I was certainly hopeful when California finally hammered out a budget last month.
But apparently there's a big chasm between enactment of a budget and its practical implementation.
For Californians awaiting their state tax refunds, that means the checks are still not in the mail.
"Even though the budget is enacted, the state must now determine if there is sufficient cash to pay outstanding debts, including tax refunds," says the California Franchise Tax Board (FTB) Web site. "Until then, refunds will continue to be delayed."
Uh oh. IOU: Even worse, officials say if the state’s cash flow problems do not improve, Controller John Chiang may need to issue IOUs.
That's right. Old-fashioned pieces of paper promising to eventually pay.
"If the Controller has to issue IOUs," say the FTB Web page, "you will receive a paper IOU
warrant, even if you requested a direct deposit of your refund."
Yeah, that's going to be a real popular piece of mail.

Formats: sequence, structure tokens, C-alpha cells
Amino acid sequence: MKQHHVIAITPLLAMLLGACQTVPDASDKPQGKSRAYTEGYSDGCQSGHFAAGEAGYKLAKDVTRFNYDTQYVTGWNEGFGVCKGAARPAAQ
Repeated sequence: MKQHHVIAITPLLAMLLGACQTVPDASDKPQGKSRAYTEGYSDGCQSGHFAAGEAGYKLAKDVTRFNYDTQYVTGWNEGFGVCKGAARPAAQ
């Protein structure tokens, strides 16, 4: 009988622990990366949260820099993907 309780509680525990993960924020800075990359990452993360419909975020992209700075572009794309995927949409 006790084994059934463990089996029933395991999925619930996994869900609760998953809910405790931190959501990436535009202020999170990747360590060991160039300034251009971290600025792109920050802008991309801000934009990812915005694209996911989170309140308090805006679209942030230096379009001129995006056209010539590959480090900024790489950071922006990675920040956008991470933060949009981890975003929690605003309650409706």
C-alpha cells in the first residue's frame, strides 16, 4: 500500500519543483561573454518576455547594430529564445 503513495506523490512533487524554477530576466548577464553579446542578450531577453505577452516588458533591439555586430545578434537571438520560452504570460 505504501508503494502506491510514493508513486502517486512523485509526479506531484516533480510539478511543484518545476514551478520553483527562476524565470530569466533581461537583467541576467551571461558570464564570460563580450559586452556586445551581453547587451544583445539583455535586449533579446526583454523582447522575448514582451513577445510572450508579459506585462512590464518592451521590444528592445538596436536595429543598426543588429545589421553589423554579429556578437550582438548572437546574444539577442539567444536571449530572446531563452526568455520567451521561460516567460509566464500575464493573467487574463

So when might the FTB start cutting tax refund checks? No one knows.
All the FTB will say is that "as soon as the cash problems are solved, the refund delay will be lifted." So keep checking the state Web site for updates.
One teeny, tiny bit of positive news: You might get a smidgen of interest. But that's only under specific circumstances.
Interest on current year state refunds is only paid if the money isn't issued within 45 days after April 15, or the date that your return is filed, whichever is later.
And even in the cases where it might accrue, it won't be much, given the abysmal interest rates now.
Keep those forms coming: Of course, just because the state isn't sending you anything, that's no reason for you to postpone sending in your return, or so say California officials.
The FTB is encouraging folks not to put off filing. Tax paperwork will still be processed even if the state isn't sending out refunds.
"If you have all of the documents and information needed to prepare your return, you may file it any time through April 15 (or October 15, if filed on extension)," says the Web site. "The refund delay does not affect the return due date or our ability to process returns."